Stress can affect us at any stage of life.
However, when we start talking about infertility stress, women generally report that they are dealing with significantly higher levels.
Much of the research as to why this is, focusses on women’s experiences of infertility and how they in turn cope as they undergo IVF. The experience for a male partner is not yet well researched or documented.
So, what generally happens for the man in our life and why?
Often male partners feel and manage their emotional responses to challenging life events differently to women.
Many women want to talk about the difficulties, the distress, the emotions, they may want to review the issue, seek reassurance about the plans, and think ahead about the ‘what ifs’.
This can feel overwhelming for some men.
Men are often quite solution focused and want to be able to manage and respond and resolve the problem quickly, without going over and over the same issues, feelings or worries multiple times.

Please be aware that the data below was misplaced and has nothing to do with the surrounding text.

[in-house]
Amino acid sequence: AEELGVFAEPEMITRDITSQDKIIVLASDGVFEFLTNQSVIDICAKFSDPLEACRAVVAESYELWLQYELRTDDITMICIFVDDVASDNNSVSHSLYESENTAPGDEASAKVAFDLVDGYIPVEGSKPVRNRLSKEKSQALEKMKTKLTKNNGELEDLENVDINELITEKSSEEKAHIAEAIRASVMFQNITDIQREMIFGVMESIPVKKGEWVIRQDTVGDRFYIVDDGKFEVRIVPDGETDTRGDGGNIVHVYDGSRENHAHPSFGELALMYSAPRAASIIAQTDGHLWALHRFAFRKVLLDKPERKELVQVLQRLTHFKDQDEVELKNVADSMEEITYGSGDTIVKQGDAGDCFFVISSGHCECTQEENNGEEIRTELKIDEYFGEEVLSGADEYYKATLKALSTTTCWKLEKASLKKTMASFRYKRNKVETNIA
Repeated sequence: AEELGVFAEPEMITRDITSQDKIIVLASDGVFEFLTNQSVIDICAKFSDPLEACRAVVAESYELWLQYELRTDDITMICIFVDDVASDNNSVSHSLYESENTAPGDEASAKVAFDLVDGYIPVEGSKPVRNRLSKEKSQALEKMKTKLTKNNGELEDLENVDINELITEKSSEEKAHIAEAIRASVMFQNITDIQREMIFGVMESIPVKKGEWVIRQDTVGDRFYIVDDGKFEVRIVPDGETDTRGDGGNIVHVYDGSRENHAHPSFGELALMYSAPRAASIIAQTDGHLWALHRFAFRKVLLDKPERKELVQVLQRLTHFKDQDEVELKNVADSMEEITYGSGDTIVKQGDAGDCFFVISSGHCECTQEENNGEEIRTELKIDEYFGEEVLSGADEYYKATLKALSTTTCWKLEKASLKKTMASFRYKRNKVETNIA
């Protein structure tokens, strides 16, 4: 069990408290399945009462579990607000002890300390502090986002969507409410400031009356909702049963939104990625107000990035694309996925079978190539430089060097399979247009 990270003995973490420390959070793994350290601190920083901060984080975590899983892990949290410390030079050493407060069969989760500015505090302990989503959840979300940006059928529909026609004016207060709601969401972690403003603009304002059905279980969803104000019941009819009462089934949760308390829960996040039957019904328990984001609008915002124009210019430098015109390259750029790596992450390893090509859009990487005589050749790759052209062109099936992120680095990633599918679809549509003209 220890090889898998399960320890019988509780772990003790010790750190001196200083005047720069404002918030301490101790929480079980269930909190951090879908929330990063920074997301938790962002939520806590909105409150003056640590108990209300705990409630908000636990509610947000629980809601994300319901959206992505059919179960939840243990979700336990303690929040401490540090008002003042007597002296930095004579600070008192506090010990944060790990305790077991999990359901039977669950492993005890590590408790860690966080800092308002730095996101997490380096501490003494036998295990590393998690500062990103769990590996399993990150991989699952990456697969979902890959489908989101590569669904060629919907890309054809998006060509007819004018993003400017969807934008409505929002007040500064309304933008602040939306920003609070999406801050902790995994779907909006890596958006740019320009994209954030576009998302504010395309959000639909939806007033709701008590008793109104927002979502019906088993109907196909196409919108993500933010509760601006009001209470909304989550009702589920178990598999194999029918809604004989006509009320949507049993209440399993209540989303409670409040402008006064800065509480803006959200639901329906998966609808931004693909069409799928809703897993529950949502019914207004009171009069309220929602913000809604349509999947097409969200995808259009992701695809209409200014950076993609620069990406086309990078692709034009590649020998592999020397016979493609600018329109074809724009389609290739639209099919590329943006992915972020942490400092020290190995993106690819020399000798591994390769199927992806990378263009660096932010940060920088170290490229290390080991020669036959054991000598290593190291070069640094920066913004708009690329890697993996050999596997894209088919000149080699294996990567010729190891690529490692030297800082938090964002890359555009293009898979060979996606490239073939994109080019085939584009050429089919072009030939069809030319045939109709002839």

While this statement above is quite generalist, there are two key reasons to keep in mind:
Firstly, it can be easy for a male partner to feel less visible during infertility, in the background trying their best to support their loved one through the experience.
Secondly, it can be harder for men to find a way to share their experiences as they struggle with reality of infertility and navigating the medical interventions, all while witnessing the impact upon their partners.
Seeking social support and planning for problem solving and asking for what you need and want from each other is key. Ensuring you each have trusted others (friends/family) to rely on for social and emotional supports can be a positive to help reduce the impacts of stress of infertility on relationships.
In part two we discuss stress of the situation, stigma and sexual health.
For more information on this topic
B.D. Peterson, C.R. Newton, K.H. Rosen, G.E. Skaggs, Gender differences in how men and women who are referred for IVF cope with infertility stress, Human Reproduction, Volume 21, Issue 9, Sep 2006, Pages 2443–2449, https://doi.org/10.1093/humrep/del145
Esther Perel https://www.estherperel.com/